“I love this island,” Brian Gruber says of his new tropical home. “I can be alone when I want to be, but have everything I need at my fingertips. I take regular yoga lessons, but can also enjoy more hedonistic pleasures. The reggae bar near my home has live music every Friday night, for example, or I can go to the west side of the island for a more upmarket meal.”
For Brian, home is the Thai island of Kho Phangan , a place of golden-sand beaches, tropical rainforest—and highly affordable living.
“Rents start at around $200 a month for a simple bungalow and go all the way up to $1,500 a month for an upmarket apartment or condominium,” he says. “You can buy street food for $1.50, but I prefer to eat in restaurants. In general, lunches cost me around $3 and dinner around $4. That includes delicious vegan or vegetarian food.
“I went out to dinner with friends the last time I was in California. The bill came to $100 each. Here, I can eat just as well for around $10, and that’s at an expensive restaurant.”
In terms of lifestyle, Brian finds Kho Phangan’s laidback atmosphere infectious. “It has a kind of hippy vibe,” he says. That’s not to say Brian doesn’t still lead an active lifestyle. He loves to go swimming in the warm, clear waters, and he continues to work. He holds workshops, does consulting work, and is conducting a writing workshop with another author who lives on the island.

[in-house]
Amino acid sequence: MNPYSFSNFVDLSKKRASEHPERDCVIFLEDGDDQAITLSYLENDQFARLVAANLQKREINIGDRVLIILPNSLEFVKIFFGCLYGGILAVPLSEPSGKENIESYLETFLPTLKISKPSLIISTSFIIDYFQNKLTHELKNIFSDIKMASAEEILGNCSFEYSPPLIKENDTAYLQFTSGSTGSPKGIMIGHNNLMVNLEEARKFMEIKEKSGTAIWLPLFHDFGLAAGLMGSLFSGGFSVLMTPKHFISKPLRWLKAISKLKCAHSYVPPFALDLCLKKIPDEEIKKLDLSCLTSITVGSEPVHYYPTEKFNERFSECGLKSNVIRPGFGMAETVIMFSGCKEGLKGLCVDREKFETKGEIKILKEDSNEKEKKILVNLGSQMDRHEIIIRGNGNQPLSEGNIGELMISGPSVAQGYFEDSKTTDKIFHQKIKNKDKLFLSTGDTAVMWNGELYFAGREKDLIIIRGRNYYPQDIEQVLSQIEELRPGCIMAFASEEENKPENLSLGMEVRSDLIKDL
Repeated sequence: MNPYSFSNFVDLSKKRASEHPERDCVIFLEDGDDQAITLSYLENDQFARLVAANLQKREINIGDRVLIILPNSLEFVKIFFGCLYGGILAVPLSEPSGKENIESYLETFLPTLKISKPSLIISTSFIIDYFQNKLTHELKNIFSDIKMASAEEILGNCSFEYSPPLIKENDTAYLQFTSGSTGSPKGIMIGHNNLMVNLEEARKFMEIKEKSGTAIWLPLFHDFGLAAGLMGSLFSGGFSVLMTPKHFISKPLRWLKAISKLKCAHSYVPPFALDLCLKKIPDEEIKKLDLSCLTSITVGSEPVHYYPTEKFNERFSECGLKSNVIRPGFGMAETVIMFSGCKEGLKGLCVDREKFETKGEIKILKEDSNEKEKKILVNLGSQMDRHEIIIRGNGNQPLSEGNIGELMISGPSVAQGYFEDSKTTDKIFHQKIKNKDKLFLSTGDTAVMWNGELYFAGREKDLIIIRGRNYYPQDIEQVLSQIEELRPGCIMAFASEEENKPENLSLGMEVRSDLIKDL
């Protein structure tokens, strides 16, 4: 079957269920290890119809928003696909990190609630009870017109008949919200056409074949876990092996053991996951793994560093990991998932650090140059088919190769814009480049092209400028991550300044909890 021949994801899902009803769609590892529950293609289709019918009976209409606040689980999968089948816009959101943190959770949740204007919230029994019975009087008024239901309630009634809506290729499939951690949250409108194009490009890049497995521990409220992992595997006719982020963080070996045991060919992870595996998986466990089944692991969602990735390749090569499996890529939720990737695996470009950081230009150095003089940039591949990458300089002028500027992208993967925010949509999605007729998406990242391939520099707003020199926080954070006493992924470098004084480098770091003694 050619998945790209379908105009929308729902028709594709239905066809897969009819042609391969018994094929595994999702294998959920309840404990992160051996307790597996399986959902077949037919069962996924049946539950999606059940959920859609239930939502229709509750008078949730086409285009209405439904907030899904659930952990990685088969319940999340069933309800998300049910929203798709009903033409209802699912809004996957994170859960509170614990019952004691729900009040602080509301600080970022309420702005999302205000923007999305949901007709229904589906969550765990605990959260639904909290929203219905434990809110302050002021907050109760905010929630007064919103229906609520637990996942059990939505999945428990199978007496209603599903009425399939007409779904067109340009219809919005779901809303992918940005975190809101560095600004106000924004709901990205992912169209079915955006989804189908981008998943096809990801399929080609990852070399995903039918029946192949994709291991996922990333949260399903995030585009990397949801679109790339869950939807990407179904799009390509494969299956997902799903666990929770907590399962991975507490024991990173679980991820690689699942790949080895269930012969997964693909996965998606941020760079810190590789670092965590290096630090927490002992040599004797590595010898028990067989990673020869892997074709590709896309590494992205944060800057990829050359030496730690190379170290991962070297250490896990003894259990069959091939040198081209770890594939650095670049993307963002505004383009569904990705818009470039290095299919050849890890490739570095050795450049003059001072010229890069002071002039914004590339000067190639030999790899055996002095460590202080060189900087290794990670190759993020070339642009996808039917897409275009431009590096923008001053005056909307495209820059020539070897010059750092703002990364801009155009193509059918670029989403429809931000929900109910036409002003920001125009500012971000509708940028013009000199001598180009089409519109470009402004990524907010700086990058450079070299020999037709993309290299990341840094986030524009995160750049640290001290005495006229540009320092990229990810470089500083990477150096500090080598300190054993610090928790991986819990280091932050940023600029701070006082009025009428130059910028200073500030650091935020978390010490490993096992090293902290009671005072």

Before the move, Brian enjoyed a successful media career. As his 60th birthday approached, he started thinking about a change. “I decided to take a chance and do what I wanted to do,” he says. “Here, I have more freedom than I would have in the States. I’m free to go swimming when I like and free to pursue work that is interesting to me. I’m also free to go out for lunch and dinner every day.
“I loved the life I had, but it was time for fresh exploration and experience, and I have little interest in returning to my past cycle of high stress and high expenses in an intensely money-focused culture.”
What’s next for Brian? He is considering getting a retirement visa but is holding off for now. His current visa expires every three months, and he’s still not sure he wants to stay indefinitely. “It’s not the only slice of paradise out there,” he says. “But for now, it’s my slice of paradise.”
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